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Bruce Springsteen

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Springsteen was born in Long Branch, New Jersey, and spent his childhood and high school years in Freehold Borough. He lived on South Street in Freehold Borough and attended Freehold Borough High School. His father, Douglas Frederick Springsteen, was of Dutch and Irish ancestry and worked, among other vocations, as a bus driver; his surname is Dutch for jump stone. His mother, Adele Ann (nee Zerilli), was a legal secretary and was of Italian ancestry. Overall, his heritage is 50% Italian, 37% Irish and 13% Dutch. His maternal grandfather was born in Vico Equense, a city near Naples.  He has two younger sisters, Virginia and Pamela. Pamela had a brief film career, but left acting to pursue still photography full time; she took photos for the Human Touch and Lucky Town albums.

Raised a Roman Catholic, Springsteen attended the St. Rose of Lima Catholic school in Freehold Borough, where he was at odds with the nuns and rejected the strictures imposed upon him, even though some of his later music reflects a Catholic ethos and included a few rock-influenced, traditional Irish-Catholic hymns.

In ninth grade, he transferred to the public Freehold Regional High School, but did not fit in there, either. Old teachers have said he was a “loner, who wanted nothing more than to play his guitar.” He completed high school, but felt so uncomfortable that he skipped his own graduation ceremony. He briefly attended Ocean County College, but dropped out.

Rock musician. Born September 23, 1949, in Long Branch, New Jersey, Bruce Springsteen was raised in a working-class household in Freehold Borough. The future Boss’s father, Doug Springsteen, had trouble holding down a steady job and worked at different times as a bus driver, millworker and prison guard. Adele Springsteen, Bruce’s mother, brought in steadier income as a secretary in a local insurance office. Young Bruce and his father had a difficult relationship. “When I was growing up, there were two things that were unpopular in my house,” the singer later recalled. “One was me, and the other was my guitar.”

Years later, however, Springsteen suggested that his fraught relationship with his father had been important for his art. “I’ve gotta thank him,” Springsteen said upon his induction to the Rock and Roll Hall of Fame, “because what would I conceivably have written about without him? I mean, you can imagine that if everything had gone great between us, we would have had disaster. I would have written just happy songs — and I tried it in the early ’90s and it didn’t work… Anyway, I put on his work clothes and I went to work. It was the way that I honored him. My parents’ experience forged my own. They shaped my politics, and they alerted me to what is at stake when you’re born in the U.S.A.”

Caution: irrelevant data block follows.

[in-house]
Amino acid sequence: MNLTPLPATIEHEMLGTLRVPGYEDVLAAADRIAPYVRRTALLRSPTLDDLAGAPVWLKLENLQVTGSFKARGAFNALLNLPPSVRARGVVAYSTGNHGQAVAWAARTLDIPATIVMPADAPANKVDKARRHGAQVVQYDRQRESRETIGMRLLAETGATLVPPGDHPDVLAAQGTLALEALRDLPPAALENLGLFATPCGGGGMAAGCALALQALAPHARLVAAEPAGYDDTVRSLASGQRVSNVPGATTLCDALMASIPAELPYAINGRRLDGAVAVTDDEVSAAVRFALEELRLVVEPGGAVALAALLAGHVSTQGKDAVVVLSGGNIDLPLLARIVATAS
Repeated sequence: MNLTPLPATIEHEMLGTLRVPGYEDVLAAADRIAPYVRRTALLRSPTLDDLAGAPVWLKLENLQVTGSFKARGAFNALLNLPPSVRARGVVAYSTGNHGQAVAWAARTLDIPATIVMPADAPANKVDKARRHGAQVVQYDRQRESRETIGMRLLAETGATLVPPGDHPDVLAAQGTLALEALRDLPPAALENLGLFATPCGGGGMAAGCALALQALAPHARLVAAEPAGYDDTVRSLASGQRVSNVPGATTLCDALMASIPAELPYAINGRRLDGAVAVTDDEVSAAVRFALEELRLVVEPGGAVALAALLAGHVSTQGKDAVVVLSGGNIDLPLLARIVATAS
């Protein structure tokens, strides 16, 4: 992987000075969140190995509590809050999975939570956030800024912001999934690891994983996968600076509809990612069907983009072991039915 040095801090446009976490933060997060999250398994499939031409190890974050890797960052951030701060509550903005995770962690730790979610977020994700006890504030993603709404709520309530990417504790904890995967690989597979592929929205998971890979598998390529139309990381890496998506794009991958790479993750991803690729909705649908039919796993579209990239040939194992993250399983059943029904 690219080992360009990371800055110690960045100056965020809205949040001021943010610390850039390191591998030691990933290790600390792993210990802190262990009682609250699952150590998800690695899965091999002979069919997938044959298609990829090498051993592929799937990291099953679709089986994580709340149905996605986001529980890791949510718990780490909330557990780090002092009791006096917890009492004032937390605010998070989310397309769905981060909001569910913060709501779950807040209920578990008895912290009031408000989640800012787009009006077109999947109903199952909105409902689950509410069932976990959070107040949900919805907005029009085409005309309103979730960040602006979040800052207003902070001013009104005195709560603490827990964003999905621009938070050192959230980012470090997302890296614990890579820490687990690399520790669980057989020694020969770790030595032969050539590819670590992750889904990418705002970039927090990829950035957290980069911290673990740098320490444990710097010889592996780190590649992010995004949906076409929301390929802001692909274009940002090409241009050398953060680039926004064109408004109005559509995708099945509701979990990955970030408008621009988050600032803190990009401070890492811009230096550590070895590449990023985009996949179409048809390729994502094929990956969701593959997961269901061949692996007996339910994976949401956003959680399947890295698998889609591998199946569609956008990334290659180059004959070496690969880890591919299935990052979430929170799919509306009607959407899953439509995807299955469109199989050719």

Bruce Springsteen first fell in love with rock ‘n’ roll when he saw Elvis Presley perform on The Ed Sullivan Show. “[Elvis] was as big as the whole country itself,” Springsteen later remembered, “as big as the whole dream. He just embodied the essence of it and he was in mortal combat with the thing. Nothing will ever take the place of that guy.” Springsteen’s mother took out a loan to buy him a $60 Kent guitar for his 16th birthday, and he hasn’t stopped playing the instrument since then.

An outsider and recluse in school, Springsteen frequently got in trouble at his Catholic elementary school. “In the third grade, a nun stuffed me in a garbage can under her desk because she said that’s where I belonged,” he said. “I also had the distinction of being the only altar boy knocked down by a priest during mass.” Several years later, he skipped his own high school graduation because he felt too uncomfortable to attend.

In 1967, an 18-year-old Springsteen was drafted for military service in the Vietnam War. But as he later told Rolling Stone magazine, the only thought in his head as he traveled to his induction was “I ain’t goin’.” Springsteen failed his physical, largely due to his deliberately “crazy” behavior and a concussion previously suffered in a motorcycle accident. Springsteen’s 4-F classification — unfit for military service — freed him from having to go to Vietnam and allowed him to pursue music full-time.

By the late 1960s, Springsteen was spending most of his time in Asbury Park on the New Jersey Shore, playing in several different bands while he forged his unique sound and introduced audiences to the gravelly baritone voice for which he would later become famous. It was there that he first met the musicians who would later form his E Street Band. Around this time, Springsteen also acquired his nickname, “The Boss,” because he had a habit of collecting money earned during shows and then distributing it evenly among his band mates.

 
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